- Adventures In Reading
- Beauty In Ruins
- Best Fantasy Books HQ
- Bitten By Books
- Bookworm Blues
- Charlotte's Library
- Civilian Reader
- Critical Mass
- Curated Fantasy Books
- Dark Wolf's Fantasy Reviews
- Edi's Book Lighthouse
- Everything is Nice
- Falcata Times
- Fantasy & SciFi Lovin' News & Reviews
- Fantasy Cafe
- Fantasy Literature
- Far Beyond Reality
- Genre Reader
- Jeff VanderMeer
- King of the Nerds
- Layers of Thought
- Neth Space
- Only The Best Science Fiction & Fantasy
- Pat's Fantasy Hotlist
- Rob's Blog O' Stuff
- Smorgasbord Fantasia
- Speculative Book Review
- Stainless Steel Droppings
- Tez Says
- The Antick Musings of G.B.H. Hornswoggler, Gent.
- The Bibliosanctum
- The Book Smugglers
- The Nocturnal Library
- The OF Blog
- The Speculative Scotsman
- The Vinciolo Journal
- The Wertzone
- Tip the Wink
- Val's Random Comments
- Voyager Books
- Walker of Worlds
- ► 2016 (123)
- ► 2015 (136)
- ► 2014 (155)
- ► 2013 (260)
- ► 2012 (287)
- ► 2011 (317)
- Spotlight on November Books
- "Corvus" by Paul Kearney (Reviewed by Liviu Suciu)...
- "Surface Detail" by Iain M Banks (Reviewed by Livi...
- “Disciple of the Dog” by R. Scott Bakker (Reviewed...
- “Hatter M: The Nature of Wonder” by Frank Beddor, ...
- "Literary Fiction" for SFF Lovers (by Liviu Suciu)...
- "Wintertide" by Michael Sullivan (Reviewed by Livi...
- Five Capsule Reviews: Harry Turtledove, Chris Wood...
- "Mob Rules" by Cameron Haley (Reviewed by Mihir Wa...
- "Trespass" by Rose Tremain (Reviewed by Liviu Suci...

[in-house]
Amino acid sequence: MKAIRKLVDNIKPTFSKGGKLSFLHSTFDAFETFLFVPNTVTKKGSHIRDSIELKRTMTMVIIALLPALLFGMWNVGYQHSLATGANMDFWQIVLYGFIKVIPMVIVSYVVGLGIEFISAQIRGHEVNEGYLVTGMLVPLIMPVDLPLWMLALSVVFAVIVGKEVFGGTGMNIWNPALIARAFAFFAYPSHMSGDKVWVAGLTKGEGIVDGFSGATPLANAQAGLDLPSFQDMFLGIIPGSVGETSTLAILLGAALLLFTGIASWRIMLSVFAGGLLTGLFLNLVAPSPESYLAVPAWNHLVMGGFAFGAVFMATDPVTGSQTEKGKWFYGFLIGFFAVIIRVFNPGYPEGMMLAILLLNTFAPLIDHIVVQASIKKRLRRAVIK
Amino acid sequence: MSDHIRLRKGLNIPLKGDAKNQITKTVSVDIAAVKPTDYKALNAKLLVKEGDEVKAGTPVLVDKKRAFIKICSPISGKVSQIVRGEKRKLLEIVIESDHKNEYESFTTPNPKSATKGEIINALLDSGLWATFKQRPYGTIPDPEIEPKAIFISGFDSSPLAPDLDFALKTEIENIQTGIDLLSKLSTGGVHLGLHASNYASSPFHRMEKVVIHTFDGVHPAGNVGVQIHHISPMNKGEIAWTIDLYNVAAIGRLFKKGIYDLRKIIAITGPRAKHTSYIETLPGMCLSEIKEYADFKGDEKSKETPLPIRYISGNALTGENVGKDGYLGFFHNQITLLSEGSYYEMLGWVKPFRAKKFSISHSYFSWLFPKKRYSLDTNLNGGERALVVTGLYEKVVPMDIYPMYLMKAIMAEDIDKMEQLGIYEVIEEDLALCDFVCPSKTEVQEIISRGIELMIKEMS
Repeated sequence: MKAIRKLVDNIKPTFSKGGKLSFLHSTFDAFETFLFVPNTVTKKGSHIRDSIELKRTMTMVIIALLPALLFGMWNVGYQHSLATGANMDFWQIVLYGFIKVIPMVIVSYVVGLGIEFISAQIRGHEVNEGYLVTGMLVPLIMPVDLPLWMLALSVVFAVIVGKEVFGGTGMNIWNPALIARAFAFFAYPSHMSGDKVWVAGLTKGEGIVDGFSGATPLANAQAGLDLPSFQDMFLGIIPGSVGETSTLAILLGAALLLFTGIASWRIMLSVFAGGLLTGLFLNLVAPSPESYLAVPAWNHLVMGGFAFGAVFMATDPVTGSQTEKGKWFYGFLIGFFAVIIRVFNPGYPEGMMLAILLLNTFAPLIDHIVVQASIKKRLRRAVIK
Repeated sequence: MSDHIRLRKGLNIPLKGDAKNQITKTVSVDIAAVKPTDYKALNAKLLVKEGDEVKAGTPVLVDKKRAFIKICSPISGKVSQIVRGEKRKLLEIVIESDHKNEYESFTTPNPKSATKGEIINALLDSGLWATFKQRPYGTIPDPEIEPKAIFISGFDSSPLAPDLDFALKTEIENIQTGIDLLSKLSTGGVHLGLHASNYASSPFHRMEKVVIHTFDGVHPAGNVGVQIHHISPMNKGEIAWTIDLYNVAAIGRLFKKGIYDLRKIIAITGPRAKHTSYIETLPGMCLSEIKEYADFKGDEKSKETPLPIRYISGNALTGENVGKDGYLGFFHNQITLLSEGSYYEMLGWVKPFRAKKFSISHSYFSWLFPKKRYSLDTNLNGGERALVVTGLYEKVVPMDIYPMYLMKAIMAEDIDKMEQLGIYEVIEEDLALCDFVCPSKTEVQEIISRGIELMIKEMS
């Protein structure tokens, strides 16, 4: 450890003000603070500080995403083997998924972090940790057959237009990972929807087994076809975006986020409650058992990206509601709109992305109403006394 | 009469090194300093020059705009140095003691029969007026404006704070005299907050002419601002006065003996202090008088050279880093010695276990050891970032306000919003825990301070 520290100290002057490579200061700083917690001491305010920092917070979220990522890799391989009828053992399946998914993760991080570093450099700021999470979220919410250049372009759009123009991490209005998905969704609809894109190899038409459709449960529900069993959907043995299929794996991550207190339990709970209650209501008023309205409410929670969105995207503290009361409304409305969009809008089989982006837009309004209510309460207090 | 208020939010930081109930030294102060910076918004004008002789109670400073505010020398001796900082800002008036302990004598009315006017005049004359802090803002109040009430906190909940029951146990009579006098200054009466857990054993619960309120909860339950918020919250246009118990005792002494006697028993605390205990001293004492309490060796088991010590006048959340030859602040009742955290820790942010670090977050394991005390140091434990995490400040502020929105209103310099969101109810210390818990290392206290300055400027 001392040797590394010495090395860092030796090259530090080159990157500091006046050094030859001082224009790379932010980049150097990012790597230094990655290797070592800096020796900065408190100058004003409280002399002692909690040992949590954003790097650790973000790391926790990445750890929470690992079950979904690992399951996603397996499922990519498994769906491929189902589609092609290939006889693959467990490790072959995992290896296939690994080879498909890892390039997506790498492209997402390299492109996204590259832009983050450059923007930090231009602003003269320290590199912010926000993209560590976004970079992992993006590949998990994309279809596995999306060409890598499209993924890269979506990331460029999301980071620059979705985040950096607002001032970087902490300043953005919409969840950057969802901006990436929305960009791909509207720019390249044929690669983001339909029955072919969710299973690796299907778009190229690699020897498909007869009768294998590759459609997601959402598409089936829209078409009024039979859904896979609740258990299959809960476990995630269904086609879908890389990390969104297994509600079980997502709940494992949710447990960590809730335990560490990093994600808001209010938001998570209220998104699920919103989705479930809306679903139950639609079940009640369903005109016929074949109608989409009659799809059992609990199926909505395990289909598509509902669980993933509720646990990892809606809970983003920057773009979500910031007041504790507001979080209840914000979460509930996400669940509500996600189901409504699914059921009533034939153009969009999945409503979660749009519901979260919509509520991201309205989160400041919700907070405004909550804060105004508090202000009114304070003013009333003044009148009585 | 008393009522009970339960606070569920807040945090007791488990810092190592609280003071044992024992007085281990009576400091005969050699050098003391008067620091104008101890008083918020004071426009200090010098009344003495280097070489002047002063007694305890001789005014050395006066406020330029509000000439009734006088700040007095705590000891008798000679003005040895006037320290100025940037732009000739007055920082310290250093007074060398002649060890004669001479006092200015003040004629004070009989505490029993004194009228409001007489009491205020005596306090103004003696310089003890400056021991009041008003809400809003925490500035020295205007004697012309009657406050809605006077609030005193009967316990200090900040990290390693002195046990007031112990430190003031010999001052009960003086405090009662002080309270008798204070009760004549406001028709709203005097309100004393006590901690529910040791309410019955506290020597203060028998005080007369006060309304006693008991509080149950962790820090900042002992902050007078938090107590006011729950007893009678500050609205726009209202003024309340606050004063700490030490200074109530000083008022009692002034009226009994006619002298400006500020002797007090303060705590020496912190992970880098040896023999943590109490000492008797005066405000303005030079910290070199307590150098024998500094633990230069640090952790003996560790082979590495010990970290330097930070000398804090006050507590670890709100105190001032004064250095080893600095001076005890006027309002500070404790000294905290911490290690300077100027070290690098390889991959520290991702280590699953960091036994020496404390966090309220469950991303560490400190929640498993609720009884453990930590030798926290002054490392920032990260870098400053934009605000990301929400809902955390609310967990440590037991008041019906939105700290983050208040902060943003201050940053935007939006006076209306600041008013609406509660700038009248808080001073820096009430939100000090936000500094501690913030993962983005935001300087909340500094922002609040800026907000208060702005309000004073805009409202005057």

- My Anticipated Books of 2010 Revisited (by Liviu S...
- GIVEAWAY: Win a Set of the Elemental Assassin Book...
- Interview with Jennifer Estep (Interview by Mihir ...
- "Festival of Skeletons" by RJ Astruc (Reviewed by ...
- "In a Strange Room" by Damon Galgut (Reviewed by ...
- Cindy Hannikman Cybil Awards 2010 First Round Pane...
- "The King's Bastard: King Rolen's Kin #1" by Rowen...
- Odds and Ends: 2010 Booker Prize and compiling a l...
- "The Half Made World" by Felix Gilman (Reviewed by...
- The Top Books of 2008 Revisited (by Liviu Suciu)
- Two Capsule Reviews: "The Crowfield Curse" by Pat ...
- "Skywatcher" by Jon Connington (Reviewed by Liviu ...
- "The Notebook" by Agota Kristof (Reviewed by Liviu...
- "The Spirit Thief" by Rachel Aaron (Reviewed by Mi...
- “Passion Play” by Beth Bernobich (Reviewed by Robe...
- "Voltaire's Calligrapher" by Pablo De Santis (Revi...
- Guest Author Post: Cinda Williams Chima "World Bui...
- "Discord's Apple" by Carrie Vaughn (Reviewed by Mi...
- Odds and Ends: My New Top 10 Anticipated Novels Fr...
- Spotlight on October Books
- ▼ October (30)
- ► 2009 (466)
- ► 2008 (376)
Tuesday, October 19, 2010
Order Trespass HERE
Read a short extract HERE or a longer one with Google Books
INTRODUCTION: I have first heard of Trespass from the 2010 Booker Longlist but when it was recently published here in the USA and a copy fell in my hands, I was hooked from the first page and the novel turned out to be even more haunting than I expected.
"Two pairs of siblings and their twisted pasts converge in this gripping, dark novel from Orange Prize–winner Tremain (The Road Home). In the southern French Cévennes region, Audrun lives a peaceful if bitter life in a small bungalow a stone's throw from her family home. She's been cast out, either by inheritance or some terrible transgression; her drunken, spiteful brother, Aramon, who still resides there, hopes to sell the home to foreign tourists, an act that would further uproot Audrun. Meanwhile, Anthony Verey, a once-renowned London antiques dealer, having reached an existential precipice, descends on his sister, Veronica, who lives near the Cévennes with her lover, Kitty. As Anthony and Kitty quietly battle for Veronica's affections, Audrun and Aramon struggle with their history and land. Anthony wants a home in the region, hoping it will fill his void, and he joins the wave of foreigners hungrily circling the area. Soon, a series of rash decisions impacts all of their lives in brutal, unforgettable ways."